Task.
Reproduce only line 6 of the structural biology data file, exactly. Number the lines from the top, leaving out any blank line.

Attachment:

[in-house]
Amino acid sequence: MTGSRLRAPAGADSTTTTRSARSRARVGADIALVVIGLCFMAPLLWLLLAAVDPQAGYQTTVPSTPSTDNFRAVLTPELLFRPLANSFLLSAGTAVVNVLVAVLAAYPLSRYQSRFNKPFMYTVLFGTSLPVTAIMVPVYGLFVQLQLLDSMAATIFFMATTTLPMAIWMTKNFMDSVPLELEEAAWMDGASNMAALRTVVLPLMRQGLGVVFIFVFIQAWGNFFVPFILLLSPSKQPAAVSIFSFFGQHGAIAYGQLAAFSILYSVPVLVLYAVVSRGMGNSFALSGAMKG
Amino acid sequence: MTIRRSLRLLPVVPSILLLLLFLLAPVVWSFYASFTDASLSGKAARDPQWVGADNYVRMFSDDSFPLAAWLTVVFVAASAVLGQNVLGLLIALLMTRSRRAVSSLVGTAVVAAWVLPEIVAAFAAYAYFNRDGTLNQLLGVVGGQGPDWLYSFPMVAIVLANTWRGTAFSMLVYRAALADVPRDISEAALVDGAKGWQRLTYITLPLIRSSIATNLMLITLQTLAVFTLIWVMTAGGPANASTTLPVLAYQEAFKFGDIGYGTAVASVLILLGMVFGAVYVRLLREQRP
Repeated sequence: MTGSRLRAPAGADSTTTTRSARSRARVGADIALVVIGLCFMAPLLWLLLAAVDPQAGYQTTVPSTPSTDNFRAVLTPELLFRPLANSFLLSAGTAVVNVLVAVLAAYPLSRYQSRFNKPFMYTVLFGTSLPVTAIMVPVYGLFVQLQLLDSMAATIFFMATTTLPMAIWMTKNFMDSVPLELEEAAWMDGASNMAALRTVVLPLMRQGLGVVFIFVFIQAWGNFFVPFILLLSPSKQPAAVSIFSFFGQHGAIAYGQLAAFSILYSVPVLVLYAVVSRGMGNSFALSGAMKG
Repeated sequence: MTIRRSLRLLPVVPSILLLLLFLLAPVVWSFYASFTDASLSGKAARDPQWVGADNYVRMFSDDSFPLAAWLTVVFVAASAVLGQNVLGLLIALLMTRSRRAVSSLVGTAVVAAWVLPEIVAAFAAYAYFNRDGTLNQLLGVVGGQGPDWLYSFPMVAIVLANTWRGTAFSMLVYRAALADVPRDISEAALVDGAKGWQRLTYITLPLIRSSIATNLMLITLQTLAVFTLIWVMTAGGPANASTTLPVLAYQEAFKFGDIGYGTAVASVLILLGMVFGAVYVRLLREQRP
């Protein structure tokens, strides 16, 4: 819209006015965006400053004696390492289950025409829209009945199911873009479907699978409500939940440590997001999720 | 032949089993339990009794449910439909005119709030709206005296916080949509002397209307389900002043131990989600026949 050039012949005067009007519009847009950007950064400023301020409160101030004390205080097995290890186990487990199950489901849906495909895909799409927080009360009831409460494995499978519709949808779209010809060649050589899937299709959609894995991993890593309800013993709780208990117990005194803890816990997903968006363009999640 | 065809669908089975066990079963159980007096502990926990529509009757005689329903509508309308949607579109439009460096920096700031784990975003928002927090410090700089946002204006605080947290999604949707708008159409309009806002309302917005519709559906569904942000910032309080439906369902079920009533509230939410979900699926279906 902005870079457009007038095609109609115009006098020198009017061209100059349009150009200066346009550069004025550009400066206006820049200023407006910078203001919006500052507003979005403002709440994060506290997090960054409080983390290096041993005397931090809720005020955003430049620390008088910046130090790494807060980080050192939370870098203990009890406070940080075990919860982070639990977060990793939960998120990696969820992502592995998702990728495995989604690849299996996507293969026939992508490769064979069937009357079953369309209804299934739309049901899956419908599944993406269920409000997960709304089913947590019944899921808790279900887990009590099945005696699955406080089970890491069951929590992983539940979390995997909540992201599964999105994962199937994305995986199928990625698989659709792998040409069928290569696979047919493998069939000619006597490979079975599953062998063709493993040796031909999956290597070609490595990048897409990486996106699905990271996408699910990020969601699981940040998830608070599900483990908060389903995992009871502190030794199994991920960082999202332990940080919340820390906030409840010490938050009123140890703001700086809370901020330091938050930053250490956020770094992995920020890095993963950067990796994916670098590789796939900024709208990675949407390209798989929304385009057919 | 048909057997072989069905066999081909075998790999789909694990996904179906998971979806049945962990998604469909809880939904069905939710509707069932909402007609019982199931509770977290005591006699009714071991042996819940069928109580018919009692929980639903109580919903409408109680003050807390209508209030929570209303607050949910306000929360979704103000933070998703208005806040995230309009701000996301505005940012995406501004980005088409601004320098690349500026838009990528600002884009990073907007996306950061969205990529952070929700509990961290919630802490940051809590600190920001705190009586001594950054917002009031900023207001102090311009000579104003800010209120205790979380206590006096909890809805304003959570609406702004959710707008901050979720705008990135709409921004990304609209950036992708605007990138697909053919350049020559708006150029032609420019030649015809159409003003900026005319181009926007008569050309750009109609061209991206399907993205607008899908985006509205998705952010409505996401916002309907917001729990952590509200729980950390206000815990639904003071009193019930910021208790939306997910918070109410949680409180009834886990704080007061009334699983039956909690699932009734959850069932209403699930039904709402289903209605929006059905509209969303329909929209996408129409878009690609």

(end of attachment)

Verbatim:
């Protein structure tokens, strides 16, 4: 819209006015965006400053004696390492289950025409829209009945199911873009479907699978409500939940440590997001999720 | 032949089993339990009794449910439909005119709030709206005296916080949509002397209307389900002043131990989600026949 050039012949005067009007519009847009950007950064400023301020409160101030004390205080097995290890186990487990199950489901849906495909895909799409927080009360009831409460494995499978519709949808779209010809060649050589899937299709959609894995991993890593309800013993709780208990117990005194803890816990997903968006363009999640 | 065809669908089975066990079963159980007096502990926990529509009757005689329903509508309308949607579109439009460096920096700031784990975003928002927090410090700089946002204006605080947290999604949707708008159409309009806002309302917005519709559906569904942000910032309080439906369902079920009533509230939410979900699926279906 902005870079457009007038095609109609115009006098020198009017061209100059349009150009200066346009550069004025550009400066206006820049200023407006910078203001919006500052507003979005403002709440994060506290997090960054409080983390290096041993005397931090809720005020955003430049620390008088910046130090790494807060980080050192939370870098203990009890406070940080075990919860982070639990977060990793939960998120990696969820992502592995998702990728495995989604690849299996996507293969026939992508490769064979069937009357079953369309209804299934739309049901899956419908599944993406269920409000997960709304089913947590019944899921808790279900887990009590099945005696699955406080089970890491069951929590992983539940979390995997909540992201599964999105994962199937994305995986199928990625698989659709792998040409069928290569696979047919493998069939000619006597490979079975599953062998063709493993040796031909999956290597070609490595990048897409990486996106699905990271996408699910990020969601699981940040998830608070599900483990908060389903995992009871502190030794199994991920960082999202332990940080919340820390906030409840010490938050009123140890703001700086809370901020330091938050930053250490956020770094992995920020890095993963950067990796994916670098590789796939900024709208990675949407390209798989929304385009057919 | 048909057997072989069905066999081909075998790999789909694990996904179906998971979806049945962990998604469909809880939904069905939710509707069932909402007609019982199931509770977290005591006699009714071991042996819940069928109580018919009692929980639903109580919903409408109680003050807390209508209030929570209303607050949910306000929360979704103000933070998703208005806040995230309009701000996301505005940012995406501004980005088409601004320098690349500026838009990528600002884009990073907007996306950061969205990529952070929700509990961290919630802490940051809590600190920001705190009586001594950054917002009031900023207001102090311009000579104003800010209120205790979380206590006096909890809805304003959570609406702004959710707008901050979720705008990135709409921004990304609209950036992708605007990138697909053919350049020559708006150029032609420019030649015809159409003003900026005319181009926007008569050309750009109609061209991206399907993205607008899908985006509205998705952010409505996401916002309907917001729990952590509200729980950390206000815990639904003071009193019930910021208790939306997910918070109410949680409180009834886990704080007061009334699983039956909690699932009734959850069932209403699930039904709402289903209605929006059905509209969303329909929209996408129409878009690609």